In a 52-year-old man who presented with an obstructive sleep apnea (OSAS) syndrome, we observed cerebral anoxic attacks during rapid eye movement (REM) sleep. Polysomnography showed that the attacks were due to severe hypoxia provoked by apneas lasting up to 220 s. Electroencephalogram (EEG) and clinical features clearly differentiate cerebral anoxic attacks from epileptic seizures. The length of apneas in our patient is very unusual, indicating an impairment of the mechanism terminating apneas. The cause of this impairment is unknown. However, this case report documents a possible pathogenetic mechanism other than heart arrhythmias responsible for sudden death or coma arising during sleep.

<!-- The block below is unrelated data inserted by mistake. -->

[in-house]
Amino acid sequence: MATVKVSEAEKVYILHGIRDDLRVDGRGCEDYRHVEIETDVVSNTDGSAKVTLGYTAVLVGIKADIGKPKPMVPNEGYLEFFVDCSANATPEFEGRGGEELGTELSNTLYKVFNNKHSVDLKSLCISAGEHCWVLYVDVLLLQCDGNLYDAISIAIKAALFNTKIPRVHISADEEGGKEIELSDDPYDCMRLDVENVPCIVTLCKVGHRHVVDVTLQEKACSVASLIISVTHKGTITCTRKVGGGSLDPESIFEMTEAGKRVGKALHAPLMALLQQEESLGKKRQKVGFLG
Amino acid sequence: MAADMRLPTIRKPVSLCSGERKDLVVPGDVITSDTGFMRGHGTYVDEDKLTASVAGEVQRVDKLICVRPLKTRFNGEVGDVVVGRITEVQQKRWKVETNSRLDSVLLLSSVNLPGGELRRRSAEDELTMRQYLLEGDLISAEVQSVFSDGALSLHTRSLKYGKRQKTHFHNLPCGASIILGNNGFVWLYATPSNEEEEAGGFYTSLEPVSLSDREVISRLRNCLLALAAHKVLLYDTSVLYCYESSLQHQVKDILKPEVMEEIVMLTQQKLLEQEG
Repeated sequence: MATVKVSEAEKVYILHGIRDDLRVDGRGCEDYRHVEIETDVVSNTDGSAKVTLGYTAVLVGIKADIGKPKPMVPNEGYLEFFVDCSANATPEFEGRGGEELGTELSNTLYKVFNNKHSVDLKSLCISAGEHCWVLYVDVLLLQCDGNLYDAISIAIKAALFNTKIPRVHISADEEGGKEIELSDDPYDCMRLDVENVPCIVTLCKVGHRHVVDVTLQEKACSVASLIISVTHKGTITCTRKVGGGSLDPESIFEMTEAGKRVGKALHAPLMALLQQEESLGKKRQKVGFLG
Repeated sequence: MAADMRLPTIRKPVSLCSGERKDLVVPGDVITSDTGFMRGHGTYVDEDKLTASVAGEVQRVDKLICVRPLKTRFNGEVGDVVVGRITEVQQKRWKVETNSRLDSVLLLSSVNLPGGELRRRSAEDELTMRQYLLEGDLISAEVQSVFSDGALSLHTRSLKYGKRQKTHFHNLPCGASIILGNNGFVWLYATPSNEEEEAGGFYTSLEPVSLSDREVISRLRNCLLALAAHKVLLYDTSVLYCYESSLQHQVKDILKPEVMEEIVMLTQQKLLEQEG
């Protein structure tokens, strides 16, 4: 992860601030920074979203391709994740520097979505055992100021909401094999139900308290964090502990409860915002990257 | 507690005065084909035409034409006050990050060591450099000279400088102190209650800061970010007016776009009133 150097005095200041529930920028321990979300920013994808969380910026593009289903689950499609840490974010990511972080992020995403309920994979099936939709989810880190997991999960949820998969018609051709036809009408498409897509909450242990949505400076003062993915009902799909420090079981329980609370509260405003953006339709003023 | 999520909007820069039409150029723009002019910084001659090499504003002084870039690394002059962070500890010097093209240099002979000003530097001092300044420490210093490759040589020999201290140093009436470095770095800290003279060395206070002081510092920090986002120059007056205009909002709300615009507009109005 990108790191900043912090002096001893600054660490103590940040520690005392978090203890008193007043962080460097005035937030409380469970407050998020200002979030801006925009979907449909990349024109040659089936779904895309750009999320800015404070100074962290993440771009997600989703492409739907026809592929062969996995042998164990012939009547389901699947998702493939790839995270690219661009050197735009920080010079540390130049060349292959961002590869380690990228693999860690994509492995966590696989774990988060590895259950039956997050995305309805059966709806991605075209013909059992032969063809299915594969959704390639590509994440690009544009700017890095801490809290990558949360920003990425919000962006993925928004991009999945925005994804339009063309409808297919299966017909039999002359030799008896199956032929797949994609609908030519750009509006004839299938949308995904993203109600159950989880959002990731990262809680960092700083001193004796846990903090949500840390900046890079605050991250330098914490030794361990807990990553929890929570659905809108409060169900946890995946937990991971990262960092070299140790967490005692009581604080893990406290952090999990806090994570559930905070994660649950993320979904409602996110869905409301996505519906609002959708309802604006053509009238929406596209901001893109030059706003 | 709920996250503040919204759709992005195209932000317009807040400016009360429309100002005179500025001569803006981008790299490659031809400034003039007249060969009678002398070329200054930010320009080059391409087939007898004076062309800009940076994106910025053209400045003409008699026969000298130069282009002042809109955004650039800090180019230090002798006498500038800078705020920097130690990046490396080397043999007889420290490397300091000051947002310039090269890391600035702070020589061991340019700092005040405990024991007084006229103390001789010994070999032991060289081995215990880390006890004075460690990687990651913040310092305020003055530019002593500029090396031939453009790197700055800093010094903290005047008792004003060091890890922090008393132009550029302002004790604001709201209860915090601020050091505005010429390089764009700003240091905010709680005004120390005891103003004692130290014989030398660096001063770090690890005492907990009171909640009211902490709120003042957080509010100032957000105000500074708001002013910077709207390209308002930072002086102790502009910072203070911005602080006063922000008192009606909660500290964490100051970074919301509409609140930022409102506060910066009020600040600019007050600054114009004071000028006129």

|Number of pages||5|
|Publication status||Published - 1989|
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